Proprietor of Li'l Hank's Guide for Songwriters, writes:
IAs far as I'm concerned, the words 'lyric' and 'poem' are almost interchangable. The purists in both camps always seem willing to go to war over it, but quite simply, if you take the music away from a lyric it becomes poetry, and subsequently, if you put music behind and /or give a melody to a poem, it becomes a lyric. The most notible exceptions to this are Hai Ku, Sonnets, and Limericks, because their structure dictates certain parameters that would render them to short in length to be a song or even a ditty. However, even using these forms as examples, I dare say, if you string a few verses together in say, Limerick format - you have a song - even if it probably is bawdy and vulgar as most usually are.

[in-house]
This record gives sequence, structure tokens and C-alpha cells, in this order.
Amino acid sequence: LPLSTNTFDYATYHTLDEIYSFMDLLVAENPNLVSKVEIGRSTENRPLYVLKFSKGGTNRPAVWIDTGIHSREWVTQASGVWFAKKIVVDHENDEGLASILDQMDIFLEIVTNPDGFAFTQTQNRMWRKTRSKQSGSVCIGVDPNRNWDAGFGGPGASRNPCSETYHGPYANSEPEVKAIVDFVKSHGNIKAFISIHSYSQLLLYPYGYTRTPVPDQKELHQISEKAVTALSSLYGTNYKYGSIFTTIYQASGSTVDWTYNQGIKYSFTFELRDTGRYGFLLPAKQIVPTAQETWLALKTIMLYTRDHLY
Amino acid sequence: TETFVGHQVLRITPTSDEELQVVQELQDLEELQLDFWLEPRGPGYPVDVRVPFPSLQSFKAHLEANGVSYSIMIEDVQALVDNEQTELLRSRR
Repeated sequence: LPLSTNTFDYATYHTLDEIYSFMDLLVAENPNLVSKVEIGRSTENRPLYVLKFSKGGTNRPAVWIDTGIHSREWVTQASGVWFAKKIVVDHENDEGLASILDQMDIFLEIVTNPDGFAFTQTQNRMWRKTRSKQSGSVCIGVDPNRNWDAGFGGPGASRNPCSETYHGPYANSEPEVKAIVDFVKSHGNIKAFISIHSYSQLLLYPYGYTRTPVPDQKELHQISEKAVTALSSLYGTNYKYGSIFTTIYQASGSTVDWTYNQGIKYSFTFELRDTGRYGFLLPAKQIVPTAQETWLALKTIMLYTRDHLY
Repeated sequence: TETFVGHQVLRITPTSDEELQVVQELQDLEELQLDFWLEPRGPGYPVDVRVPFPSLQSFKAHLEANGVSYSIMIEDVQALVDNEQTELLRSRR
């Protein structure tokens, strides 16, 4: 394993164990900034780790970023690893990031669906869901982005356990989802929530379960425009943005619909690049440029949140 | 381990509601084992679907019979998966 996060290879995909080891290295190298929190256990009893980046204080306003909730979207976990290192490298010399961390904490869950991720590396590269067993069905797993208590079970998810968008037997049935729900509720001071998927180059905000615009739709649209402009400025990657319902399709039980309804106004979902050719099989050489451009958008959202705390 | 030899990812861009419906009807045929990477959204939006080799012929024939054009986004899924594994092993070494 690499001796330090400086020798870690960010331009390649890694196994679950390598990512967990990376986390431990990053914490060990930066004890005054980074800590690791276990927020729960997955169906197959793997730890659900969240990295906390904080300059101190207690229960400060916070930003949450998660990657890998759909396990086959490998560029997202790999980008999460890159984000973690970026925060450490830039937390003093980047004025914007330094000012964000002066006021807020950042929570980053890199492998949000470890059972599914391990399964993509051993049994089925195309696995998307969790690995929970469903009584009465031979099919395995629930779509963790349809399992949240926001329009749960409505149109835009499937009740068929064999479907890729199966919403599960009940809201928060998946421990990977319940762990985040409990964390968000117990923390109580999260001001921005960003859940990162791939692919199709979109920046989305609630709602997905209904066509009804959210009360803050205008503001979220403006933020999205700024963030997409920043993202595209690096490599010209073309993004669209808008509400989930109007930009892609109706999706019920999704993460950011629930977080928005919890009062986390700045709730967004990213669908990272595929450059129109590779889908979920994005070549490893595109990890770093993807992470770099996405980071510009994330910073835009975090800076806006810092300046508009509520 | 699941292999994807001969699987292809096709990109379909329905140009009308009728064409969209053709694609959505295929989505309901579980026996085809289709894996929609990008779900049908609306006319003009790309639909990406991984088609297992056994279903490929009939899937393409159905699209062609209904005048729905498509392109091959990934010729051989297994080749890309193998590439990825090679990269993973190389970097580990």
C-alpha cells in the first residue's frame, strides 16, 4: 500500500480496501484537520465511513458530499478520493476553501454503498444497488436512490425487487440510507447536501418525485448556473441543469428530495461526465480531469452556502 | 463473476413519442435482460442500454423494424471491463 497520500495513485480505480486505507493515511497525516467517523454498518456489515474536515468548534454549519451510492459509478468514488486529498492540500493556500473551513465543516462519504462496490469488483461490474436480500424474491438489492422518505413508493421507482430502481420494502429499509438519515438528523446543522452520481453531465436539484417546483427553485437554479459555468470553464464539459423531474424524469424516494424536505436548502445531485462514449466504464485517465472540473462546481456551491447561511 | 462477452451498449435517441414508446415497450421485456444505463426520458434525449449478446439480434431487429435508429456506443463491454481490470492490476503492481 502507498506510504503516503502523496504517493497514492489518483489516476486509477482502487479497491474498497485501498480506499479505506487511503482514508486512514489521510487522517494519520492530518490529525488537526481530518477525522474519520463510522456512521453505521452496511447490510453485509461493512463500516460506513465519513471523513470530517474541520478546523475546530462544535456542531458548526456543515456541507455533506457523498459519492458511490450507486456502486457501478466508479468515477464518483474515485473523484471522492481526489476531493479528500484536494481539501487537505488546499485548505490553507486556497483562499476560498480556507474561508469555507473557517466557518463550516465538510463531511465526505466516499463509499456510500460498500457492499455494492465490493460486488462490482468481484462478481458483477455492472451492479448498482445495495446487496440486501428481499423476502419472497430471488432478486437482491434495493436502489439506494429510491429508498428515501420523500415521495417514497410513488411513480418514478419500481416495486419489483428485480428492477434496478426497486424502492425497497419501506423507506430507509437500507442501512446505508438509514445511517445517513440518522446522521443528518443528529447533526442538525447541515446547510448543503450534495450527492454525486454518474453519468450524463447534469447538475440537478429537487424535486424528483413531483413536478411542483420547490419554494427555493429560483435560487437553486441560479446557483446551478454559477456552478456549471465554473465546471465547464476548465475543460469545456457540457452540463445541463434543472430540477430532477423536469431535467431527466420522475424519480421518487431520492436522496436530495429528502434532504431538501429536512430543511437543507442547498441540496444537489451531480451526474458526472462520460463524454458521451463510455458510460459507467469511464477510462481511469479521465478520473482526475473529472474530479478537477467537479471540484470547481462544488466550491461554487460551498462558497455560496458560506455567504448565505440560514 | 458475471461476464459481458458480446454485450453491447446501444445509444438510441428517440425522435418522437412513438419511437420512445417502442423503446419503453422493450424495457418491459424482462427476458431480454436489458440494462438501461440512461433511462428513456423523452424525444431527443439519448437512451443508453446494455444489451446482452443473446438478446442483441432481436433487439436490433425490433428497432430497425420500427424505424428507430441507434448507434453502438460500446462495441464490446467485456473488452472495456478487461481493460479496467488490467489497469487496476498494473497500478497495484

Another example might be a poem like "Richard Corey", which Paul Simon put to music. Who can deny that these verses can be construed as either a lyric or a poem?
On the inverse side of this, take just about any Bob Dylan Song and simply read it out loud at a podium in a book store on Poetry Night. No one will question the validity of his work as poetry. Not one soul would jump up and say, "Hey! THAT wasn't a poem!" I would venture to say that at one time, the words were completely interchangeable, as I have heard the epic "The Illiad and the Odyssy" referred to as both a lyric AND as a poem. Later, when the zealots started getting picky about semantics, it became known as a "lyrical poetry". Personally, I think in the end, it comes down to "beauty is in the eye of the beholder". If you want to call it a lyric, it's a lyric, if you call it poetry, it's a poem.
What about Rap Music? Is there any doubt in your mind that if you take the back beat, the record-scratch sounds and the volume away from a rap lyric that it would not still hold its own as poetry? You know it would. In summary, I would have to say the only really distinguishing factor is the musical element.